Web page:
Originally Posted by Old Mechanic (Post 259991)
Drive the Mercedes. I do and love it, but I am going to get even that mileage up.

The 96 Nissan is a D21 Hardbody with their 2.4 liter engine. I read all the posts here and I think it is an automatic. It is ,Since it was not confirmed to be a manual.

Typical problems are mass air flow sensor and oxygen sensor, both of which can be an issue but not bad enough to light off the CEL. I do think it is OBD2 so you can get it scanned for free at Advance Auto Parts. I have an OBD2 scanner that reports NO codes.

Twin cam port injected engine, same as the Altima of the same era which does about 32 highway, so your mileage is pitiful. If it was running right I would expect mid 20s highway and about 20-22 city seriously depending on your trip length stops and traffic congestion.

Just had a thought, check your temp gauge, those year Nissan's are notorious for bad thermostats. They go bad wide open so the engine never warms up and your temp gauge will probably barely get off the cold mark. It never gets a quarter of the way up on the H/C gauge.

THAT SINGLE PROBLEM MAY BE THE MOST IMPORTANT THING YOU SHOULD GET FIXED IMMEDIATELY!!!!!!!!!!!!!!!!!!!!!!!!!!!!!! Way to go, Nissan thermostat is on its way.

It should warm up very quickly, in less than 1.5 miles if it has a factory thermostat that is working properly. If I were a betting man I would put my money on a bad thermostat as your problem right now and it's easy to replace and fairly inexpensive.

I WOULD USE OEM NISSAN THERMOSTAT! I have had much experience with aftermarket and almost universally they will not work as fast and as well as OEM.

regards
Mech

Thank You so very much, I had not even thought of that, but had noticed that the gauge rarely comes up to mid point.

JatMat 09-07-2011 06:16 PM

Quote:

Originally Posted by Old Mechanic (Post 259992)
Get a job driving a school bus for some cash and insurance. I wish I could.

regards
Mech

Right now that is not an option, I am the only care giver for my wife of 47 years that is recovering from breast cancer, radiation and chemo. She is on a lot of meds and I can not risk leaving her alone for long periods, I was once in the yard for 4 hours mowing and weeding, came in and found her on the floor, unable to get up. I worked all my life since age 14 to age 64, lost my business when housing industry crashed, lost nearly 500K of my personal money and all savings. I am use to work, it kills me to be idle, that is why I enjoy working on the truck, it is in garage near den so that I can check on her often.

user removed 09-07-2011 06:48 PM

God be with your wife and I pray for her speedy recovery. The gauge should fairly rapidly get to normal operating temp which is close to halfway, and very steady regardless of operating condition.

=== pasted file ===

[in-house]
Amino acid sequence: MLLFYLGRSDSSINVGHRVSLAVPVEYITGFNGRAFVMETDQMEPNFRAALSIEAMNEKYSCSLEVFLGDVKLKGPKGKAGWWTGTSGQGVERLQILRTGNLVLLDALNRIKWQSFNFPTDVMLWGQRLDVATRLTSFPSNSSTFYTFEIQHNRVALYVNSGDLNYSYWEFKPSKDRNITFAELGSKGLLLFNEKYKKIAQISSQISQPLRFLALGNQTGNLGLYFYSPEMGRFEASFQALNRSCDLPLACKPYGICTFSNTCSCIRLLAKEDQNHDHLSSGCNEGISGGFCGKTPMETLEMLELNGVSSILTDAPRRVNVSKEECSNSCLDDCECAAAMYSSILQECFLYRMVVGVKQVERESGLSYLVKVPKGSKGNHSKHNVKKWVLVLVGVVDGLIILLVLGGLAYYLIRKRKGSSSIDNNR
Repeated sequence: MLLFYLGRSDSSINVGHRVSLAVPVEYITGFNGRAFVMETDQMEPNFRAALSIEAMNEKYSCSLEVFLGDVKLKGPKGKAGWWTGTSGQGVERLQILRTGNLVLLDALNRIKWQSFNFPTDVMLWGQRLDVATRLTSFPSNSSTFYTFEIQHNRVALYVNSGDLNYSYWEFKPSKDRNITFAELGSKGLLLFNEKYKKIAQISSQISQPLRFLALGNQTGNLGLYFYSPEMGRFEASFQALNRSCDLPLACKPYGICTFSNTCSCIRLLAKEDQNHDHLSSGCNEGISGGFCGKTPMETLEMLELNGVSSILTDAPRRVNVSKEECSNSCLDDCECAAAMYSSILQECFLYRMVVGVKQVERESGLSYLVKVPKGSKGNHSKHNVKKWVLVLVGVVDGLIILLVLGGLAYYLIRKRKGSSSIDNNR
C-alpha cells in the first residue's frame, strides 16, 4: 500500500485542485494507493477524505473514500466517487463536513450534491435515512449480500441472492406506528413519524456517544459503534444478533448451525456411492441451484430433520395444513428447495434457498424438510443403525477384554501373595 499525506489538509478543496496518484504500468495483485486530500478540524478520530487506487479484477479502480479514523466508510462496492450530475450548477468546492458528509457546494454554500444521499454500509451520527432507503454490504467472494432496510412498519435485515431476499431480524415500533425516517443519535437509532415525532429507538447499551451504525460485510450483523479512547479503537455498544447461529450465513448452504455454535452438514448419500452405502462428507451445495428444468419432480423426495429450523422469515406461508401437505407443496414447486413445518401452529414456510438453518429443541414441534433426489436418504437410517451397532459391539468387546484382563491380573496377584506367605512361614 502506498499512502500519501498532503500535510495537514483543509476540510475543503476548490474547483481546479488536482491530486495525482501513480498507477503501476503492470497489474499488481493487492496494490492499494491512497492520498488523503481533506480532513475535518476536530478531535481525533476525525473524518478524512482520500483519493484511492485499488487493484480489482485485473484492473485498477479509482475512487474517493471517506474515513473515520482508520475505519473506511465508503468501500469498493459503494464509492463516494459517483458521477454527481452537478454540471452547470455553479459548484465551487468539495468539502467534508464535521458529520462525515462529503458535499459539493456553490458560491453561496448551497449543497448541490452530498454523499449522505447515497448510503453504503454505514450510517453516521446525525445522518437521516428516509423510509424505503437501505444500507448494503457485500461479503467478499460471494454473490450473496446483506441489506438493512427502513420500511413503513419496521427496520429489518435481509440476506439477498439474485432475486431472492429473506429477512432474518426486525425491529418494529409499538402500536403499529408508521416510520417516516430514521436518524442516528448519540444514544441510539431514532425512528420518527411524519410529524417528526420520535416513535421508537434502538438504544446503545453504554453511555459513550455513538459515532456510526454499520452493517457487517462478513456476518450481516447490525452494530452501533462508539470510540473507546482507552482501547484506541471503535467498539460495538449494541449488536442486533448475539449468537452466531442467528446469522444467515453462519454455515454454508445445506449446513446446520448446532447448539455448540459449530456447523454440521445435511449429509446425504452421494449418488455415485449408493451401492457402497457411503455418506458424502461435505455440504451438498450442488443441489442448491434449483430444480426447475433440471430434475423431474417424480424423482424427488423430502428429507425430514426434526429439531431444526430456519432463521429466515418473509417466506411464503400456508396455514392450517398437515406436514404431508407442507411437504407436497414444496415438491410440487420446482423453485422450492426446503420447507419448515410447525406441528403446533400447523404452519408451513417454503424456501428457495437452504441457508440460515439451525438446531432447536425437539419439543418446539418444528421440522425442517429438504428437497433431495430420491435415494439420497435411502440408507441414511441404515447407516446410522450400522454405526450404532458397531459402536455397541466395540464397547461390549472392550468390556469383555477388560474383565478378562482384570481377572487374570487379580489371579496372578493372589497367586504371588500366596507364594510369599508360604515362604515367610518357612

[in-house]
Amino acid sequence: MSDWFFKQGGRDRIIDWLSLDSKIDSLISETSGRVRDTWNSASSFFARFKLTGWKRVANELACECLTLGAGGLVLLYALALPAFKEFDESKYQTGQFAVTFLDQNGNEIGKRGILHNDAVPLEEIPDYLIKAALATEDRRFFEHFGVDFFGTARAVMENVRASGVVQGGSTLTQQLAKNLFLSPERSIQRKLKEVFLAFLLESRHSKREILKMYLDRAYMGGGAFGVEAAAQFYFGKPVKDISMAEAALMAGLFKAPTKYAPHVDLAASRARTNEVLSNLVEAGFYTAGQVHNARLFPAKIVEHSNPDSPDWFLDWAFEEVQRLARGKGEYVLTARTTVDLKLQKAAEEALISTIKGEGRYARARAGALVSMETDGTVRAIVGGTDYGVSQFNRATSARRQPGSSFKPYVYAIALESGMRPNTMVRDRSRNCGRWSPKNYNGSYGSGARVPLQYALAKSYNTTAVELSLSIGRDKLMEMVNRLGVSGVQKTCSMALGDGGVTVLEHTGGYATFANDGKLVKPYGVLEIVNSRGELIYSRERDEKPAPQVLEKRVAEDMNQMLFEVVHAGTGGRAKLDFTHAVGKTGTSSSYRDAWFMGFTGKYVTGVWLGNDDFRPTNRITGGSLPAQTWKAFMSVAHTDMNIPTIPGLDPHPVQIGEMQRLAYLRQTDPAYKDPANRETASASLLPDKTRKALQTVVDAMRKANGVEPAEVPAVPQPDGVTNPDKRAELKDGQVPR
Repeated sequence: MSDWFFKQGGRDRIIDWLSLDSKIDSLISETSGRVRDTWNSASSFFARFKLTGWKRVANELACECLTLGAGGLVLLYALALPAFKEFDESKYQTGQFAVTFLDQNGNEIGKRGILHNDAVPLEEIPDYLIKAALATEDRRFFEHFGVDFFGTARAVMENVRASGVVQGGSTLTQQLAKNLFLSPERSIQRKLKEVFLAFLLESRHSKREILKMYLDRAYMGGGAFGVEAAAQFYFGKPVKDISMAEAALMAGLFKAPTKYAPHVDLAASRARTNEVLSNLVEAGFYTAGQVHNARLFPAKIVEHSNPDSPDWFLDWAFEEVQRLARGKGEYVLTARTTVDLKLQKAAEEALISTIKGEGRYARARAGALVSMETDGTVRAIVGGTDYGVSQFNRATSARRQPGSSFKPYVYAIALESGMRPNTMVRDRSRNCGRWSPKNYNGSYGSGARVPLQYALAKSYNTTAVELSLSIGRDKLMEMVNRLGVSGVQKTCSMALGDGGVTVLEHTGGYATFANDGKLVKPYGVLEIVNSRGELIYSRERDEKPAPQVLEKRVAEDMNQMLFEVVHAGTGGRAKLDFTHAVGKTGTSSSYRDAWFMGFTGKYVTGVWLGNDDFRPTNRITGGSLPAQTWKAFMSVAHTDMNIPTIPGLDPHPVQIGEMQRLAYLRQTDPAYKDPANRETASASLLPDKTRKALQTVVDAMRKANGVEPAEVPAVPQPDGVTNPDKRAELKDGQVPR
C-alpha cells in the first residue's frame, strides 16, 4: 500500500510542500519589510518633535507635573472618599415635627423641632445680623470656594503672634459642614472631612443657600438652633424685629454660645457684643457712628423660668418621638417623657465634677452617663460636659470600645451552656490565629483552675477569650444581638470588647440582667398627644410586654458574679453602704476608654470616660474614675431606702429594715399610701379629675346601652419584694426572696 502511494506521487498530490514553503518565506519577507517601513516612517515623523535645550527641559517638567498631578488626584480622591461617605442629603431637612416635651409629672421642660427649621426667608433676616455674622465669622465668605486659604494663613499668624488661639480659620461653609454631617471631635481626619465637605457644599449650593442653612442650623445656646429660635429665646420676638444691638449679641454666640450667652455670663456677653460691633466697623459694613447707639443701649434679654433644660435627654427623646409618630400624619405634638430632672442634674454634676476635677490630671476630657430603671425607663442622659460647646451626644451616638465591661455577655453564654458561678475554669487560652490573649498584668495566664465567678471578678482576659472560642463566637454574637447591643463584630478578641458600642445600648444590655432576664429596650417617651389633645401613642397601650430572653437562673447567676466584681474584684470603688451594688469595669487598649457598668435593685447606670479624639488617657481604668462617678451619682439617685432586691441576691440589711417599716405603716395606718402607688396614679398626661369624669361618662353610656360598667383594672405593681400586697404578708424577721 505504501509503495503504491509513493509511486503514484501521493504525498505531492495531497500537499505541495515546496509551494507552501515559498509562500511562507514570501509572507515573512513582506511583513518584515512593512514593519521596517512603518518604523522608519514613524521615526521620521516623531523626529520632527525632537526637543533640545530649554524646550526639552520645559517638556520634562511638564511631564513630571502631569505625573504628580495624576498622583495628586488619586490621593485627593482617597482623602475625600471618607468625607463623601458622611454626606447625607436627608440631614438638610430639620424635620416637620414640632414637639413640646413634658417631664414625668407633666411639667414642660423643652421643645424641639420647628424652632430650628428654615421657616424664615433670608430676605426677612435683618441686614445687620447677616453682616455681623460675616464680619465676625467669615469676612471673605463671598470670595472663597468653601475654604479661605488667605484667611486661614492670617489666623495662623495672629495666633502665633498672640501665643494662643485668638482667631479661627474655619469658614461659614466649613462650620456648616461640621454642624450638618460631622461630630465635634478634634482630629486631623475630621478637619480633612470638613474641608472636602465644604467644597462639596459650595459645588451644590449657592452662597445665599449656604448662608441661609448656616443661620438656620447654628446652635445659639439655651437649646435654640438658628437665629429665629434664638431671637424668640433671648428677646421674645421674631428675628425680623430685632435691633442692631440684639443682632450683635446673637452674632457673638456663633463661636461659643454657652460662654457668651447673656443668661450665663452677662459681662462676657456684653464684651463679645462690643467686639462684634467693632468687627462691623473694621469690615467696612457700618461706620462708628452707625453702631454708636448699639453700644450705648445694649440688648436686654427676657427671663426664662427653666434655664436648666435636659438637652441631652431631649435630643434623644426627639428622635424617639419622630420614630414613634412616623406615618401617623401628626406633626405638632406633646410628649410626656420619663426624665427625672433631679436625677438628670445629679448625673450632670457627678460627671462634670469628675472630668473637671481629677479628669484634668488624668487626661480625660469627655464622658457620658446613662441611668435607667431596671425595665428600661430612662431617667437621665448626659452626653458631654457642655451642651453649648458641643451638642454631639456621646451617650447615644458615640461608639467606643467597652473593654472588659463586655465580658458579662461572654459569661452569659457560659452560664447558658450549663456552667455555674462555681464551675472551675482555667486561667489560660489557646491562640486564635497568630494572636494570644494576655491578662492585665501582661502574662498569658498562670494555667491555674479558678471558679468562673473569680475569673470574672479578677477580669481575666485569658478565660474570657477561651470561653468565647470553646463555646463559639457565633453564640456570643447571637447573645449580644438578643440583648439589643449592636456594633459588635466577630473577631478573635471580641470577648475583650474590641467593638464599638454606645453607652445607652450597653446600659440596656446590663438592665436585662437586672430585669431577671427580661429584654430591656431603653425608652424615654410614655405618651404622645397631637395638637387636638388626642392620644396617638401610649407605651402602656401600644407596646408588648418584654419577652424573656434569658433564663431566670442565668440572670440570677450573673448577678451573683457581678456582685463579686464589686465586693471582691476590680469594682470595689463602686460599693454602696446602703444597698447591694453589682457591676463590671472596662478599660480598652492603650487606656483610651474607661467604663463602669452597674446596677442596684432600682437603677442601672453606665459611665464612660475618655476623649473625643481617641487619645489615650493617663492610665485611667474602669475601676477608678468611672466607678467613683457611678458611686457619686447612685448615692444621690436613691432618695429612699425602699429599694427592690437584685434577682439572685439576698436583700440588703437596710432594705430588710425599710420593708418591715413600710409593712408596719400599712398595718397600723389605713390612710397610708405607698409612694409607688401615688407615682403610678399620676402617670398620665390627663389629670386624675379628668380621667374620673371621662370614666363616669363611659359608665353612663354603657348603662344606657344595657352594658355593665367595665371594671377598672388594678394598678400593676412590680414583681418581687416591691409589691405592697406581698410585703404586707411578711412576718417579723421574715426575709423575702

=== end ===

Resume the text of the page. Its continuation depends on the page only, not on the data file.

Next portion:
Also check to make sure the fan clutch is not seized. You should be able to move the fan with some resistance with the engine not running. When you first start the engine the fan will make a considerable amount of noise for a few seconds then it will get much quieter. This means the clutch is working properly. If you see the temperature rise while operating the truck, say you are pulling a load uphill or something similar, you should hear the fan noise increase as the clutch engages more as the temperature rises.

The clutch is the aluminum hub that the fan is bolted to, and it is also bolted to the water pump. If the clutch has frozen then the fan is being directly driven by the engine and it will make a lot of noise. A normally working clutch fan will never drive the fan higher than 2500 RPM. This is so it will not use more power than necessary for proper cooling.

No (check engine light) codes would be a very strong indication that the thermostat is your main issue.

Prayers for your wifes health and better circumstances for yourself. I am pushing 61 myself.

regards
Mech

JatMat 09-09-2011 10:34 PM

The whole story!
 
I received the truck as a gift from daughter, it was no longer used in her business. The first tank, (someone had punched the trip meter) on the fill up when I calculated the mileage it showed 12.? a mile. On the fill up, I added one ounce of AutoMatic Transmission fluid per gallon. On the second fill up, I had not many more miles on the trip meter so I did not bother to calculate. During the second fill up, I again added the ATF to the tank (Adding the ATF lubicates the top end of the engine and it does work.) My Mercedes went from around 18 to 20-22 in town, hwy went from 24 to 29. Now, I just filled up the truck the third time and decided to recalculate. It ended up 17.94 miles per gal. This time I added some fuel injector cleaner.